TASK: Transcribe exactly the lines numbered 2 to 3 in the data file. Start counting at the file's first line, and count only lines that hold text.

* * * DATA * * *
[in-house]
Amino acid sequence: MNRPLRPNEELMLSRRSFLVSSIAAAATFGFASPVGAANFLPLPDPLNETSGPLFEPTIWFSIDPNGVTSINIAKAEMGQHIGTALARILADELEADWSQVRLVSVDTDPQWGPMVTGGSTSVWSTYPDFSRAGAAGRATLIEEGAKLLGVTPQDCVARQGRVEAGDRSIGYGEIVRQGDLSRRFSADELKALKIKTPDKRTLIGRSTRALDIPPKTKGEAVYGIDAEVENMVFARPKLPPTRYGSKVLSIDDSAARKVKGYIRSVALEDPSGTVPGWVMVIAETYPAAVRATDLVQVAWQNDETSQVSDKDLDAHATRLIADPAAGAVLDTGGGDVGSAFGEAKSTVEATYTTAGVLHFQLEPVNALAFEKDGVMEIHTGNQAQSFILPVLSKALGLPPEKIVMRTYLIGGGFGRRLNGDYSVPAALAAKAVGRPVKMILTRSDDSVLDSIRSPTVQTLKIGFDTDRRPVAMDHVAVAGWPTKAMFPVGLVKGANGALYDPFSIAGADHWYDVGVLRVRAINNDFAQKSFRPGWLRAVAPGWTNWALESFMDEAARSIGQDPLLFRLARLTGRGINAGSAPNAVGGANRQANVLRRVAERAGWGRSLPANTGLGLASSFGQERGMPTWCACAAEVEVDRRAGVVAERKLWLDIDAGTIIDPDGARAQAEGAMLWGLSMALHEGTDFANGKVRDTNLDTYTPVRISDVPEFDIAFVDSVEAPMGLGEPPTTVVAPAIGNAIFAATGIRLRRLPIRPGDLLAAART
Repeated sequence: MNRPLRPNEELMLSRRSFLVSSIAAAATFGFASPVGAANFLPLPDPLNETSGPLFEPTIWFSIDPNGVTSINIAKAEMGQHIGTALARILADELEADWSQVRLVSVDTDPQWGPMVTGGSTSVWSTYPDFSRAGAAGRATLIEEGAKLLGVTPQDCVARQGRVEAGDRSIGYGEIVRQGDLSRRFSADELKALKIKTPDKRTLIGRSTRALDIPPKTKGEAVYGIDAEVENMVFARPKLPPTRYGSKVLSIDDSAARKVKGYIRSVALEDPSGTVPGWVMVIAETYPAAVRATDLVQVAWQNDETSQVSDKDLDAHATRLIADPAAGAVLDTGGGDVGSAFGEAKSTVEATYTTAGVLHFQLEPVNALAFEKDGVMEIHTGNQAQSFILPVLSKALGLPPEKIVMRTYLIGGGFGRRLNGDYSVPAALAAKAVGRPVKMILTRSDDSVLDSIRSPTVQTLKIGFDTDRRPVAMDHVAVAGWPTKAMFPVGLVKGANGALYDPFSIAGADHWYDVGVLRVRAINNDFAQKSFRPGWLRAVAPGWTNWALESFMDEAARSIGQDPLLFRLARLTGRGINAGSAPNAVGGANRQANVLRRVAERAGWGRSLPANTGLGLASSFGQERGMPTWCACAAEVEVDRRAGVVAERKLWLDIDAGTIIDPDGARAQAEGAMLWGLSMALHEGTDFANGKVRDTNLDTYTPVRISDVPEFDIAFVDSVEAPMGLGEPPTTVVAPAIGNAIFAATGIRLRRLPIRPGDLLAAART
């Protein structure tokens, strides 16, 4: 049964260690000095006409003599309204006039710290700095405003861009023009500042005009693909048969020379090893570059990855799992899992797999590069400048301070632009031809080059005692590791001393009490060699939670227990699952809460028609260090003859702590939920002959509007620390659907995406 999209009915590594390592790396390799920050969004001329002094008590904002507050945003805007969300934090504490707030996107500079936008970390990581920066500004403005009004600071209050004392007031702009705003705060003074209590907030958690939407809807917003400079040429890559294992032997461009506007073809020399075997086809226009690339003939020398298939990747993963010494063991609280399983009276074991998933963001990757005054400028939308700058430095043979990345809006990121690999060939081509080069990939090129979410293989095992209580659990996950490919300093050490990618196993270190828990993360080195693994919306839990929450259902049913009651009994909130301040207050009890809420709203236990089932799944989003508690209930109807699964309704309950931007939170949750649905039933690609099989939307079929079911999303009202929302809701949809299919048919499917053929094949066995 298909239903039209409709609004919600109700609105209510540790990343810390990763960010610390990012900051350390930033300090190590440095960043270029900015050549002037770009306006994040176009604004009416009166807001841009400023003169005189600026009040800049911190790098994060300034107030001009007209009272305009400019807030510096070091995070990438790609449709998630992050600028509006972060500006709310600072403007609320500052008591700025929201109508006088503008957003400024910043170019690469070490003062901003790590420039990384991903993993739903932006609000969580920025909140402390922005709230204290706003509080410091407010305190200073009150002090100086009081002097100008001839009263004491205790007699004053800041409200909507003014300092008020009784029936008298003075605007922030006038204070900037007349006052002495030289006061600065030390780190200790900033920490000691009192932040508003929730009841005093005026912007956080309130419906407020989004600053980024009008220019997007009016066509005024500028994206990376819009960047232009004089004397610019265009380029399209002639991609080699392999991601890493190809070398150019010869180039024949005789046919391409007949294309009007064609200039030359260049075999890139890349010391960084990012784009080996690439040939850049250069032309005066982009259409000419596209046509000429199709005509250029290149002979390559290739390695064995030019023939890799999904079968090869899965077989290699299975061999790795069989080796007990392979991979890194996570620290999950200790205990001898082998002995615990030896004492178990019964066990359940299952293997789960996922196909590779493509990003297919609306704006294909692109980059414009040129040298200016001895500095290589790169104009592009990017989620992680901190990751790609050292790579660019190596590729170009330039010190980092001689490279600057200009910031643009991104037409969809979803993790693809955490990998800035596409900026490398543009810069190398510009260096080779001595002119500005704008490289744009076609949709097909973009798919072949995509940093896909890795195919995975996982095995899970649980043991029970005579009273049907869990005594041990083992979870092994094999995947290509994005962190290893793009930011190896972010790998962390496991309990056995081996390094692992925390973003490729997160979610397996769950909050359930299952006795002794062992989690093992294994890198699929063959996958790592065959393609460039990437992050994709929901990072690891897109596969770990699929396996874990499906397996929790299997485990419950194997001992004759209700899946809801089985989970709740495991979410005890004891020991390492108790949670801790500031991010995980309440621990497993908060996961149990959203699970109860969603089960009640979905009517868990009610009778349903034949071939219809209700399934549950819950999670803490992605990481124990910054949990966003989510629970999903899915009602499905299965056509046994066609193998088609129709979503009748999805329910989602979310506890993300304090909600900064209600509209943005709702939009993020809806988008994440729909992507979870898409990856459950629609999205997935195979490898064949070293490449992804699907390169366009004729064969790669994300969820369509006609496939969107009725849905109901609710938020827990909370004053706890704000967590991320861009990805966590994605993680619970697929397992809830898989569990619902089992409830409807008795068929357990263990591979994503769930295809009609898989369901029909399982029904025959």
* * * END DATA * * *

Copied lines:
Amino acid sequence: MNRPLRPNEELMLSRRSFLVSSIAAAATFGFASPVGAANFLPLPDPLNETSGPLFEPTIWFSIDPNGVTSINIAKAEMGQHIGTALARILADELEADWSQVRLVSVDTDPQWGPMVTGGSTSVWSTYPDFSRAGAAGRATLIEEGAKLLGVTPQDCVARQGRVEAGDRSIGYGEIVRQGDLSRRFSADELKALKIKTPDKRTLIGRSTRALDIPPKTKGEAVYGIDAEVENMVFARPKLPPTRYGSKVLSIDDSAARKVKGYIRSVALEDPSGTVPGWVMVIAETYPAAVRATDLVQVAWQNDETSQVSDKDLDAHATRLIADPAAGAVLDTGGGDVGSAFGEAKSTVEATYTTAGVLHFQLEPVNALAFEKDGVMEIHTGNQAQSFILPVLSKALGLPPEKIVMRTYLIGGGFGRRLNGDYSVPAALAAKAVGRPVKMILTRSDDSVLDSIRSPTVQTLKIGFDTDRRPVAMDHVAVAGWPTKAMFPVGLVKGANGALYDPFSIAGADHWYDVGVLRVRAINNDFAQKSFRPGWLRAVAPGWTNWALESFMDEAARSIGQDPLLFRLARLTGRGINAGSAPNAVGGANRQANVLRRVAERAGWGRSLPANTGLGLASSFGQERGMPTWCACAAEVEVDRRAGVVAERKLWLDIDAGTIIDPDGARAQAEGAMLWGLSMALHEGTDFANGKVRDTNLDTYTPVRISDVPEFDIAFVDSVEAPMGLGEPPTTVVAPAIGNAIFAATGIRLRRLPIRPGDLLAAART
Repeated sequence: MNRPLRPNEELMLSRRSFLVSSIAAAATFGFASPVGAANFLPLPDPLNETSGPLFEPTIWFSIDPNGVTSINIAKAEMGQHIGTALARILADELEADWSQVRLVSVDTDPQWGPMVTGGSTSVWSTYPDFSRAGAAGRATLIEEGAKLLGVTPQDCVARQGRVEAGDRSIGYGEIVRQGDLSRRFSADELKALKIKTPDKRTLIGRSTRALDIPPKTKGEAVYGIDAEVENMVFARPKLPPTRYGSKVLSIDDSAARKVKGYIRSVALEDPSGTVPGWVMVIAETYPAAVRATDLVQVAWQNDETSQVSDKDLDAHATRLIADPAAGAVLDTGGGDVGSAFGEAKSTVEATYTTAGVLHFQLEPVNALAFEKDGVMEIHTGNQAQSFILPVLSKALGLPPEKIVMRTYLIGGGFGRRLNGDYSVPAALAAKAVGRPVKMILTRSDDSVLDSIRSPTVQTLKIGFDTDRRPVAMDHVAVAGWPTKAMFPVGLVKGANGALYDPFSIAGADHWYDVGVLRVRAINNDFAQKSFRPGWLRAVAPGWTNWALESFMDEAARSIGQDPLLFRLARLTGRGINAGSAPNAVGGANRQANVLRRVAERAGWGRSLPANTGLGLASSFGQERGMPTWCACAAEVEVDRRAGVVAERKLWLDIDAGTIIDPDGARAQAEGAMLWGLSMALHEGTDFANGKVRDTNLDTYTPVRISDVPEFDIAFVDSVEAPMGLGEPPTTVVAPAIGNAIFAATGIRLRRLPIRPGDLLAAART